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Inspiring Adventure

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Land of the Giants

His yellow jersey shone brightly as, head down, the red-helmeted cyclist rode towards me.  I was standing by the side of the road, drinking a cold Pepsi (the full fat version in case you were wondering), and thinking that the 50km I had just cycled should have been a lot easier than it was.


  Mr Liang, who had probably spotted that I, too, was riding a Giant and dressed in cycling garb (without a helmet), screeched to a halt. 


  “Where are you going,” he gushed. 


  “I’m heading for the Fragrant Hills, and then to the city, before returning to where I live, a few miles west of the airport,” I answered.  


  “Where’s the airport?”


  It was clear that Mr Liang is not a local.


  “More to the point, where are you from,” I asked.

 

  “Inner Mongolia”.


  Inner Mongolia is a very big place.  I was keen to find out more.  Mr Liang, who is in his early 20s, told me that he is from a small town about 100km the “other side” of Baotou and that he had already cycled 860km (with about 40km still to go).  Even more impressively, he had left home the day before.  By anyone’s definition, 450km a day is a long stretch in the saddle.  At an average speed of 30km an hour (a pace that’s way beyond my ability for more than an hour or so) he would have been in the saddle for an average of 15 hours a day by the time he reached his goal, “Tiananmen”.


  “I’ve never been to Beijing,” he said, “I’ve often dreamed of seeing it.  And I thought, why don’t I cycle there.” 

 

  Mr Liang is, without knowing it, the best possible kind of endorser of Giant’s advertising tagline and company ethos, “Inspiring adventure” (better than anything they have ever paid for, to be sure). 


  “Can I take a photo of you and me together,” he asked.  “Only if you promise to send me a copy,” I countered with a smile.


  Photo taken, we exchanged email addresses and shook hands.  With a cheery wave, Mr Liang continued on his way down the G110, the road that connects the capital with Baotou and way beyond to Yinchuan, the capital of Ningxia, about 1300km away.


  I, too, felt inspired.  In a flash I had made up my mind to do the following day what I had been threatening to do for a long time.  To cycle all the way from Beijing to Chengde in Hebei province, weather depending of course.


  Why Chengde?  Well, it’s a famous mountain resort, which was the summer retreat of various Qing emperors no less.  And I hadn’t been there.  What’s more, it’s “only” 220km from where I live.  Problem was, the last time I had cycled more than 200km in a day was more than a quarter of a century ago.


  Anyhow, my determination was bolstered after a hot bath and a look at the weather forecast, which promised a cool day (possible showers) and a head-wind of no more than 10km per hour.  A tail wind would have been better of course, but why make it easy for oneself?


  I left quite late in the morning, knowing that this would create a bit of pressure to keep up a reasonable speed so that I could reach Chengde before dark.  The first three hours were a joy – cool, quite flat, and light traffic (with minimal fumes and dust), and I was on track, averaging a little over 25km/hour.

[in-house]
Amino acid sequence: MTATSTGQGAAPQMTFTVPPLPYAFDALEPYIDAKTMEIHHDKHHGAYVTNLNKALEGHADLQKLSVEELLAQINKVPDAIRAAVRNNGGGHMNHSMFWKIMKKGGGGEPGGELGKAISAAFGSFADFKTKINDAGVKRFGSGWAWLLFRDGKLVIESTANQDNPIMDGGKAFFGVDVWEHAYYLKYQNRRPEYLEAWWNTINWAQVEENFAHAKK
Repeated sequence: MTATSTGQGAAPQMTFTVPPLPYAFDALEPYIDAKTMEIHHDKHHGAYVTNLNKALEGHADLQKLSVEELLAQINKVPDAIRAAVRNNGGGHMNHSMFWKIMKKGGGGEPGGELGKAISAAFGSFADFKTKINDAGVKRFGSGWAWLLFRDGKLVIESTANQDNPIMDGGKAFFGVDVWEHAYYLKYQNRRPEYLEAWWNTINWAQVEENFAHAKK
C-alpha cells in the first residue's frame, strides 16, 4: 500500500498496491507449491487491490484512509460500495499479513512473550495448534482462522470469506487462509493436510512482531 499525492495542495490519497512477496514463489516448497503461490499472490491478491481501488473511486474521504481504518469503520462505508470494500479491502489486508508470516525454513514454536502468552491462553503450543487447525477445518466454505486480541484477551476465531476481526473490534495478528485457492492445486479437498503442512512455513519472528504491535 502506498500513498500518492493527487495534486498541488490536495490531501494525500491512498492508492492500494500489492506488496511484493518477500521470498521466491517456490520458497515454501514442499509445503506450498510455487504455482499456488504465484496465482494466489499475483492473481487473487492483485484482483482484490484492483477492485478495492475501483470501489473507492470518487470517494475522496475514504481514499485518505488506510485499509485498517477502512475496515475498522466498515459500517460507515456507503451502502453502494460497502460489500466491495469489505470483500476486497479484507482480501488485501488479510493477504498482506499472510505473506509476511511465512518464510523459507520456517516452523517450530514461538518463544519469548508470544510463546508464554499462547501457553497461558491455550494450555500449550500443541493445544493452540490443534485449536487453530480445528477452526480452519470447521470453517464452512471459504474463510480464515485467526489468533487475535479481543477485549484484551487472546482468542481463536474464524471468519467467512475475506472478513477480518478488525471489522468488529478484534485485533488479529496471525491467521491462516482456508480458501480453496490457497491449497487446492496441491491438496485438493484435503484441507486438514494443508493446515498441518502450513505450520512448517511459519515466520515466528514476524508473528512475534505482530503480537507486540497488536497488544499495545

Then I entered the mountains.  I knew that Chengde lies at about 300 metres above sea level.  But I had no idea just how high I would have to climb on the way there.  I had conveniently scrubbed from my memory the snippet of knowledge that the highest point of the Yanshan mountains, 2118m, at Wulingshan, was not far to the east of my route.  Just as well, because I don’t think I would have attempted the ride with that in mind. 


  It turned out that the high-point of the journey was “only” 790m, but there were two other severe climbs from about 300m to just shy of that height.  Severe enough for me to wonder what I was doing in the middle of nowhere, cycling up mountains that made the Derbyshire peak district (my nemesis as a young cyclist) seem about as significant as a bump in the road.


  Then it began to get darker. 


  It began to rain. 


  It then rained heavily. 


  Just when I thought it couldn’t get any worse, it began to rain torrentially. 


  I had no lights, no waterproofs, and I still had about 35km to go.  But, on the plus side (it pays to be optimistic in these situations) I was much higher than Chengde.  There couldn’t be another climb, could there? 


  There wasn’t.  Spurred on by the survival instinct, I raced downhill, managing an average speed of the required 35km per hour, to complete the 220km adventure in 8 hours and 40 minutes – slightly better than my 25km per hour “goal”. 

 

Alas, my momentary triumph was deflated in more ways than one when, no sooner had I entered the city, I had a puncture. 

 

I was soaking wet, exhausted, and aching in places I never knew I had.  Having no will to mend the puncture, I persuaded the kind owner of a garage to allow me to house my Giant there for the night.  I then found a hotel, a hot bath, and time for reflection.

 

The victory procession was a bit shorter than I had planned, but the most important thing was that I had somehow managed to cross the finish line – thanks to Giant for making such a great bike (not to mention excellent cycling shorts), and a big thanks also to Mr Liang for showing me the way.    

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The biggest bike-maker in the world sold 1M in China last year (of 5.2M global sales).